Assorted Saturdays: Honouring the Blood

7 08 2010

We bleed.  Womyn, that is.  Every month, our beautiful genitals issue forth blood from a life that never became manifest.

(Photo credit: http://creative.ly/item/163223/2XtqM)

When expressed that way, I understand why there is so much fear around menstruating.

In our society where death is terrifying, definitely NOT acceptable, the monthly cycle of little death can conjure up some pretty intense reactions in people.

I remember when I got it my mother said something like “welcome to womanhood and the Curse.”  yup, the Curse.

Because womyn, in traditional Christian mythologies have done something horribly wrong and so they must bleed every month.

I believed that, for about 10 years of my bleeding life.  I had cysts on my ovaries, big balls of pain that rose and fell with my cycle, and so my first moon was in a hospital.  The following cycles were equally traumatic, though not with hospital visits, as I knew that the incredible pain was from inside my body and would not be going away.  The pain was monitored with slimy ultrasound sticks over bloated bladder and kept in check, at age 14, by the birth control pill.

Because I really didn’t receive much education about my body as a child, like most of my generation, and those previous, I figured that all of this was just good and normal and that I would be condemned to suffer, excruciatingly, every month, at the hands of my procreative system.  My mother and I coalesced into an ooze of sympathy for each other’s plight, as womyn, and that was it.

When I was 22, I was off the birth control pill for a couple years, based on discovering that it was actually a horrible thing to do to one’s body for prolonged periods of time.  I had been experiencing pain so intense, every month, that I was drugging myself with codeine just so I could function, even nominally.

That was around the time I met Elsa.  She was an empowered woman, studying Women’s Studies in University and was a wellspring of feminine empowerment.  She asked me if I would let her throw me a menarche party.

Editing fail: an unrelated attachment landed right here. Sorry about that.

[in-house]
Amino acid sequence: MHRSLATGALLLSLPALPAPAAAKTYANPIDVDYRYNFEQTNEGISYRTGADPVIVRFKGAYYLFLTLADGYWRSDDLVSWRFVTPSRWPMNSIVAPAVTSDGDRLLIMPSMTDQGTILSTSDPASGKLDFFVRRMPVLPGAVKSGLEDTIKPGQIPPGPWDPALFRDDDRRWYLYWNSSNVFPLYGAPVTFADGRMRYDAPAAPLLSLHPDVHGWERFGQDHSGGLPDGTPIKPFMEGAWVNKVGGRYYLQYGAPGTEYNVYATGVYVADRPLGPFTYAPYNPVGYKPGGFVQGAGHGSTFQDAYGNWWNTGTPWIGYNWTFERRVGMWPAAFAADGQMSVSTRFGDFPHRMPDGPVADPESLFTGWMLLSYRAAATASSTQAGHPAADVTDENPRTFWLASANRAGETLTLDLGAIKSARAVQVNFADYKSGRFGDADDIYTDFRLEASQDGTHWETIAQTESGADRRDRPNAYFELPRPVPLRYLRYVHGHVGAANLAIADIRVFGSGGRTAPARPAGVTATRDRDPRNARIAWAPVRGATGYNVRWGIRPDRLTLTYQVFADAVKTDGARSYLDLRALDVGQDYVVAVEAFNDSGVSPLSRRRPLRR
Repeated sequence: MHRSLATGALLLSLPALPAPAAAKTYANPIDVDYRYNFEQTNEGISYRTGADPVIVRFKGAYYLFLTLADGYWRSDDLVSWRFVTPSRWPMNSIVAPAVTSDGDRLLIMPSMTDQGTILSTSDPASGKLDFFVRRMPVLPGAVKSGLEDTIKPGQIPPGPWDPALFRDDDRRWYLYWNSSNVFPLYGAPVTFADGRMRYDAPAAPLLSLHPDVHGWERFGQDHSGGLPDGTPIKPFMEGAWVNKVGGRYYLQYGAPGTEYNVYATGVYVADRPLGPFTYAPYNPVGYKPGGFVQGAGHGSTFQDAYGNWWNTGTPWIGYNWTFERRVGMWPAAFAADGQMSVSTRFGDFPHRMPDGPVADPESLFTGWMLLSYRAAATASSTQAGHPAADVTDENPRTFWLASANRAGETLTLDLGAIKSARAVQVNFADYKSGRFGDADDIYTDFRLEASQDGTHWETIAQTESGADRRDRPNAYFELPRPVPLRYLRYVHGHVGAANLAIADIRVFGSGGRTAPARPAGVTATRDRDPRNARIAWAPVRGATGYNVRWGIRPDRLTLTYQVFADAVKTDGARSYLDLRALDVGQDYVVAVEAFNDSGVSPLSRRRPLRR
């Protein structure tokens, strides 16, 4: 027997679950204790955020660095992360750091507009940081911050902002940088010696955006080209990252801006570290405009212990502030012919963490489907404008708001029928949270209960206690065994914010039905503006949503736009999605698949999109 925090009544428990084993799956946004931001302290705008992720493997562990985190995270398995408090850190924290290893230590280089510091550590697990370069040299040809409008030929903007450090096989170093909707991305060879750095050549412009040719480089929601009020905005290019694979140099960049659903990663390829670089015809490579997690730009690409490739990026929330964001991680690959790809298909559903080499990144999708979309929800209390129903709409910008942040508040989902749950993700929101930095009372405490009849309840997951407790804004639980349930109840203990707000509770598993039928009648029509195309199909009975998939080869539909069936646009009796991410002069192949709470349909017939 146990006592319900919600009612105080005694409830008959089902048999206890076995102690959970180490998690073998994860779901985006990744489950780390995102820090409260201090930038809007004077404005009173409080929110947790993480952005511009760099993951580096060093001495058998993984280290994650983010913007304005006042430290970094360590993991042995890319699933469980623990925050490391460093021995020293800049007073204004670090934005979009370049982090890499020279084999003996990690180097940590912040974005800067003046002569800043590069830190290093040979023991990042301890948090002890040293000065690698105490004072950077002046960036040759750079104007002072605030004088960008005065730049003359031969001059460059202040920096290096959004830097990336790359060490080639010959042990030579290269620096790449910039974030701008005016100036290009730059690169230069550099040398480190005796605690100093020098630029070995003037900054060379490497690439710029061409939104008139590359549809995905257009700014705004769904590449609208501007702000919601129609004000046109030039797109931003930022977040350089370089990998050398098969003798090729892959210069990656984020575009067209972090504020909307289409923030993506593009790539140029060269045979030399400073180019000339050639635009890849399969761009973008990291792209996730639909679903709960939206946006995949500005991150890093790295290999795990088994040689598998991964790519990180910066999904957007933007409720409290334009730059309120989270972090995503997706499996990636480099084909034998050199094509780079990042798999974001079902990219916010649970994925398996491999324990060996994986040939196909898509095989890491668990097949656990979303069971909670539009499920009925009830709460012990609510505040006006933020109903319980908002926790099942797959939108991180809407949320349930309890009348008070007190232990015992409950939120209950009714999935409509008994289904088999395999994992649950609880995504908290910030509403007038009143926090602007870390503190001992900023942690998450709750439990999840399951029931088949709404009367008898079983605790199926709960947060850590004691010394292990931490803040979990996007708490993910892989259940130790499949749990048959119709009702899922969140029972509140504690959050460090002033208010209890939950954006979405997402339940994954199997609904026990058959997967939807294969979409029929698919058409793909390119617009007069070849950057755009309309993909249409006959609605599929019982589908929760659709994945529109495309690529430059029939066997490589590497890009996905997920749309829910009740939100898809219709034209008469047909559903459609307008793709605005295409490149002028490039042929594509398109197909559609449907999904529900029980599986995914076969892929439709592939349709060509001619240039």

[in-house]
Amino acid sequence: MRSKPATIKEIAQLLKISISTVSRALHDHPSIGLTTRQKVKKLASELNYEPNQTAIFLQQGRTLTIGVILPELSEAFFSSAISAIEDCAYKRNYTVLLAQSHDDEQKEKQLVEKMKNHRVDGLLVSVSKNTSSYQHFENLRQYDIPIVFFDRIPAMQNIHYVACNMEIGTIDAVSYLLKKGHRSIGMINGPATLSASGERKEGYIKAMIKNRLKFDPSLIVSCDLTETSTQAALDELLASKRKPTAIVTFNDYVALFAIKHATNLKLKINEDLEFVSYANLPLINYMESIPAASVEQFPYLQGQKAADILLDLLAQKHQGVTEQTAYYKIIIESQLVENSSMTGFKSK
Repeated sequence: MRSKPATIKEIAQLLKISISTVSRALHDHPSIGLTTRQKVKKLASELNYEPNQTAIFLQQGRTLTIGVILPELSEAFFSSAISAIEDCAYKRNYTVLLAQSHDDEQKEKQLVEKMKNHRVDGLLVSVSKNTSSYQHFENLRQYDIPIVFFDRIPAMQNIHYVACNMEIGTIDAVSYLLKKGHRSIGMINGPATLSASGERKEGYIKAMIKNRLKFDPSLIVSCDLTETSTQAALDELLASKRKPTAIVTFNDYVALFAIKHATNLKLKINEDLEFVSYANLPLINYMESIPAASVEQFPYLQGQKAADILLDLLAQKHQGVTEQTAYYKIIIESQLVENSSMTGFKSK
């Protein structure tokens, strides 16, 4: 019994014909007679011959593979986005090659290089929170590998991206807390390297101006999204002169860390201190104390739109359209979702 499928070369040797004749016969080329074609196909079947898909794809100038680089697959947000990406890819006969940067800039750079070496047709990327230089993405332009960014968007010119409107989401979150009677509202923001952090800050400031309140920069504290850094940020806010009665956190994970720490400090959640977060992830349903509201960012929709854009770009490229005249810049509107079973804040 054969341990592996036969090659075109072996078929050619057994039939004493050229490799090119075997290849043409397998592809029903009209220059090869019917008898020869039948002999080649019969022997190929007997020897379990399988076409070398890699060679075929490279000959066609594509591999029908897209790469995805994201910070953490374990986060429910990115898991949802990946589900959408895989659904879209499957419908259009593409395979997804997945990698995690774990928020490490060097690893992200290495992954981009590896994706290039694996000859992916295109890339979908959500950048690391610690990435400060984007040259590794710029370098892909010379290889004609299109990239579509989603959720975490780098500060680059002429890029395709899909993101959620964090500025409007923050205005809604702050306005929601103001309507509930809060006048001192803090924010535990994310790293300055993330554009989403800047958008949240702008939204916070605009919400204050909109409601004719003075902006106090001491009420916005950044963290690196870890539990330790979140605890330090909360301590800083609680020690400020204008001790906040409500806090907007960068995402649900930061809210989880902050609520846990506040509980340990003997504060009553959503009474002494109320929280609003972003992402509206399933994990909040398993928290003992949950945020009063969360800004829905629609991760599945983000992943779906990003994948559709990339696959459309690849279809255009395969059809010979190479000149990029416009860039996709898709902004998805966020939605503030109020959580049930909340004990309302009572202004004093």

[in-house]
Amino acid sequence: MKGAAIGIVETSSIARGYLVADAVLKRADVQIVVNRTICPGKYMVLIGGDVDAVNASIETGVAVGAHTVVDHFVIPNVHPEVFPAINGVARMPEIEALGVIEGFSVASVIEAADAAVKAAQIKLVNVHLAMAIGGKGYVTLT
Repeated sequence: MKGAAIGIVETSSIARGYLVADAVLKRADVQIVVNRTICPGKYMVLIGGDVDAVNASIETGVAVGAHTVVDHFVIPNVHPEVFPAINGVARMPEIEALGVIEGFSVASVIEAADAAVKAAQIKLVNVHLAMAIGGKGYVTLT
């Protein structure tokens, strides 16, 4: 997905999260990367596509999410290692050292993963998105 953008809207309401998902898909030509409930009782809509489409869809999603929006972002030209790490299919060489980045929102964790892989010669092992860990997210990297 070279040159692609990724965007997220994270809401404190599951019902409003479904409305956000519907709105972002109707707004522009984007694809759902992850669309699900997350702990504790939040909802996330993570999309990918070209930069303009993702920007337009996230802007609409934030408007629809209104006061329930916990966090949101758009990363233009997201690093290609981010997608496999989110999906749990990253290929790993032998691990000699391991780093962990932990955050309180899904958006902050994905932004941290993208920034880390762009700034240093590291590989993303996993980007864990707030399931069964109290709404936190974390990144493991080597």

“A menarche party?” I asked.

And she went on to explain to me that in many cultures, a female bleeding was celebrated.  It meant fertility for the tribe, another person able to carry on the traditions and customs through childbirth.  It meant fertility for the land, as the blood would nourish the Earth and help the crops grow.  It meant, in some cultures, gained wisdom and insight.  A menarche party, then, was a celebration of all things bloody and menstrual, feminine and powerful.

My mind, as they say, was blown.

(not so much a mind being blown, but isn’t this a cute photo?  photo credit: http://livinglaboratory.blogspot.com/2007/03/period-period-period-you-are-ellipsis.html)

So, at age 22, I attended my menarche party.  We wore red, ate red food, talked about blood and bleeding while sitting inside a glorious womb that Elsa had create from deep red fabrics in her attic.

My perspective, thereafter, surrounding my body’s necessary expulsion of uterine lining every month shifted.  I remembered to celebrate my body, instead of curse it.  I remembered to focus on what this blood gave me, and my life, instead of what it took away.

Since then, I have come a long way. I still have cramps, but they aren’t nearly as bad; they haven’t been since that party.  I still get grumpy and tired and all the other things, but now I recognize it as part of a miraculous cycle. I still get anti-social and “bitchy”, but realize this is the urge to go inwards and learn from the little death that comes every month.

I love bleeding now. I am grateful every month that my moon blood greets me.  I gather it in my diva cup and feed it to my plants.  I sleep with a moon blanket to gather my blood off my bed.  I eat delicious chocolates and make love to myself to thank myself for the wonders of what my body does.

My friend Sarah says “Thank you.” every time she knows a womyn is bleeding.  Why? Because she knows that we all go, for those few days, to a place of darkness, where death is ever-present.  She knows that we walk, with our blood, through intense lessons, to bring them back an offer them to those willing to hear.  Because we offer our blood to the Earth.  Because we are moving through cycles so that human life can continue.

So, to all womyn, I say “thank you” for your blood.  May you all find ways that allow you to honour it, as the glorious gift it is.